Werewolf 24-Smith

By Geraldle

Copyright © 2002

PROLOGUE–March 22,2003

Len Peters

I entered the kitchen feeling grumpy. I wasn't a morning person. But I was feeling guilty. I knew that Robby and Jenna ran a couple of miles every morning, which I had done until I got here. I knew I had to get back in the routine. Robby had his foot on a stool and was doing some stretches, right now he had his forehead touching his right knee.

I almost jumped when he said, “There's enough coffee in the pot, for a couple of cups, one before you leave, the other after you get back.” Robby straightened and looked at me cheerfully with those big green eyes of his, saying, “Don't worry, Mom made it last night and set the timer for this morning, so I didn't have anything to do with it. I figured today was the day that guilt would get to you.” I just grunted. It was amazing the way he could read people and I knew that he hadn't read my mind. He didn't use the ability as much as most people would think, because he respected their privacy.

Robby lowered his right leg and put his left on the stool and he bent down and touched his knee again with his forehead. He came up and went down again. Altogether he did it ten times, as I got a cup of coffee and began to drink it. I was curious, “Just how flexible are you anyway?”

He moved a little away from the stool so he'd have a little room and then lifted his foot until it was waist high. Then grasping his thigh he brought his foot up until it was over his head and he was doing a standing split. “I wouldn't want to try that until I was warmed up.” Robby said with a grin, “That's the advantage of being a pre-teen. My body can still do stupid things. By the way I have a surprise for you after breakfast.”

“Is that really the only thing that allows you to do that?” I asked amazed. I certainly hadn't been able to do that when I was a kid.

“Well I must admit genetics helps, Mom could still do it before she got pregnant.” Robby said cheerfully. “Are you ready?”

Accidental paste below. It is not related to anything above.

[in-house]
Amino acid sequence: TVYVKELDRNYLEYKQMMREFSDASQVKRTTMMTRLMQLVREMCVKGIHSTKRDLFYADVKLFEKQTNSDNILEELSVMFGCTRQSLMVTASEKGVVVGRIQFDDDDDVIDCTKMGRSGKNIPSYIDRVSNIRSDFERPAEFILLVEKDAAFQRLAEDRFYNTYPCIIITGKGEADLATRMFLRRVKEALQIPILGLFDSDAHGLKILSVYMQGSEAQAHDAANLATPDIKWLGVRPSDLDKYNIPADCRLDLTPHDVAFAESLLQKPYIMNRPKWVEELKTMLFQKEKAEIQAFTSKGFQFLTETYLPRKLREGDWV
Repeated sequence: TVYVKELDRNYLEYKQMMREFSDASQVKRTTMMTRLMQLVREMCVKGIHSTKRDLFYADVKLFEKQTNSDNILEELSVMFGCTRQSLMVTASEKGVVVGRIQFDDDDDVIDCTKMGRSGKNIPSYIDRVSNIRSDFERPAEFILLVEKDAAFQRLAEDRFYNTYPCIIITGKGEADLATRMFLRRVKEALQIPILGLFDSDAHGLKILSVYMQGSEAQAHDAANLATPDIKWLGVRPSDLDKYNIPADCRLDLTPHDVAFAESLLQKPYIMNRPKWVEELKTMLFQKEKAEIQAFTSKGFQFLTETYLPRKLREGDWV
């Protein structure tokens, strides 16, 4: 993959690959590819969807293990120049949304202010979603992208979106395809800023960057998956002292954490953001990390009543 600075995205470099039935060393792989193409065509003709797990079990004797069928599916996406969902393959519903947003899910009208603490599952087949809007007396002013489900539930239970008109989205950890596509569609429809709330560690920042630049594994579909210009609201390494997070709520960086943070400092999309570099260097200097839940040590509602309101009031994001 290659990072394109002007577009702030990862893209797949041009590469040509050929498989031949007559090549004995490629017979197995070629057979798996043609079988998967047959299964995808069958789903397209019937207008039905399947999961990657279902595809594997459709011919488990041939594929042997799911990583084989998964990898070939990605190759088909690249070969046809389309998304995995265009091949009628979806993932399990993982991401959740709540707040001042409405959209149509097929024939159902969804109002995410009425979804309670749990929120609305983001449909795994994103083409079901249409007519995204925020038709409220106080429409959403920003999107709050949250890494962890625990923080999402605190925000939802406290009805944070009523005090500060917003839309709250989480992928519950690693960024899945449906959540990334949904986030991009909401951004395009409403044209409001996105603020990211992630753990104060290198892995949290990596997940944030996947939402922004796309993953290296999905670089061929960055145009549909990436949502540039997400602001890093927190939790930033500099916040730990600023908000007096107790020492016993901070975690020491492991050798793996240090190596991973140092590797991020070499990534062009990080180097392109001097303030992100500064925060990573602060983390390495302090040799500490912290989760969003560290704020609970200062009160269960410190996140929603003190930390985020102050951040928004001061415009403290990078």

“Yeah, I guess so.” And I was, more out of amazement than anything else. Robby continued to surprise me.

When we got out on the road, I figured he'd have a hard time keeping up. Even after my lay off I was a foot and a half taller than he was. But he moved so fluidly and effortlessly, that he stayed with me easily, breathing comfortably. We were joined by Jenna half a mile down the road and by the time we had gone another half mile it was me who was starting to breath a little heavily and we dropped back a little.

Jenna looked up at me and grinned, “You won't keep up with Robby, when you're out of shape, Len. I have a hard enough time, when I'm in my best shape and glaring won't help. It'll take a few days. You slacked off too long.” I had to laugh.

I admitted, “I guess I did.”

“He figured you'd join us this morning, so he's planned a reward for your effort. He wouldn't say what it was.” Jenna said.

“Effort?” I asked.

She nodded, saying, “Yes, effort. Robby knew you wouldn't be in shape today.” Jenna looked thoughtful. “I know he can read minds, but he doesn't do it as much as people might think,” I had to laugh to myself, the very thought I'd had earlier. “and I know he's only twelve, but he's very wise. People much older have no hesitation about coming to him for advice or help. I remember him telling me about his Mom and Paul's wedding. He told me that a lot of people went to him when there were problems. He was mystified that people would come to an eleven year old, when there were plenty of adults around. I'm not mystified and I know that anyone with any brains who know him, wouldn't be mystified.”